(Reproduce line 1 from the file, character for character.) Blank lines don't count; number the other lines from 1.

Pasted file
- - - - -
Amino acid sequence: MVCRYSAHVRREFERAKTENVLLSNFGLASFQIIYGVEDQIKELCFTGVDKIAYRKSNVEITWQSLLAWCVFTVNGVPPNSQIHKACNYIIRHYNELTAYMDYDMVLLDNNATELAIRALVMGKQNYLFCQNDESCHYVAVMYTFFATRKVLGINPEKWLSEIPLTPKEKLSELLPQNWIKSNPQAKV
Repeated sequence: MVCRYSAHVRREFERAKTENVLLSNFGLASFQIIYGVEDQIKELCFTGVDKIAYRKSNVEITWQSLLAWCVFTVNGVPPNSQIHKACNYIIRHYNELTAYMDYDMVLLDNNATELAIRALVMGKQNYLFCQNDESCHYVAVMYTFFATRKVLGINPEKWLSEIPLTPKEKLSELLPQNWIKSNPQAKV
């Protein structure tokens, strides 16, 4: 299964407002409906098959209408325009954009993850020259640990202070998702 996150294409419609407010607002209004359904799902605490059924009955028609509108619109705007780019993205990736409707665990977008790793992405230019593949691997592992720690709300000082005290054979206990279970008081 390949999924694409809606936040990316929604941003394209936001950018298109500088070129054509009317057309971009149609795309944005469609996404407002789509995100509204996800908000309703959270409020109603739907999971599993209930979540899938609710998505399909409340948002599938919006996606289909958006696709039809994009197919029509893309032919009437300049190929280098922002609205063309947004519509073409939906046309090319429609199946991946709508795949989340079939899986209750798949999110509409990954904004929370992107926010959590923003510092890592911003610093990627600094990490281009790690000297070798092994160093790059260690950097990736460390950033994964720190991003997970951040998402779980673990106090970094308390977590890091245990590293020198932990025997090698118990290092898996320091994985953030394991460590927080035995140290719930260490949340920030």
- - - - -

Amino acid sequence: MVCRYSAHVRREFERAKTENVLLSNFGLASFQIIYGVEDQIKELCFTGVDKIAYRKSNVEITWQSLLAWCVFTVNGVPPNSQIHKACNYIIRHYNELTAYMDYDMVLLDNNATELAIRALVMGKQNYLFCQNDESCHYVAVMYTFFATRKVLGINPEKWLSEIPLTPKEKLSELLPQNWIKSNPQAKV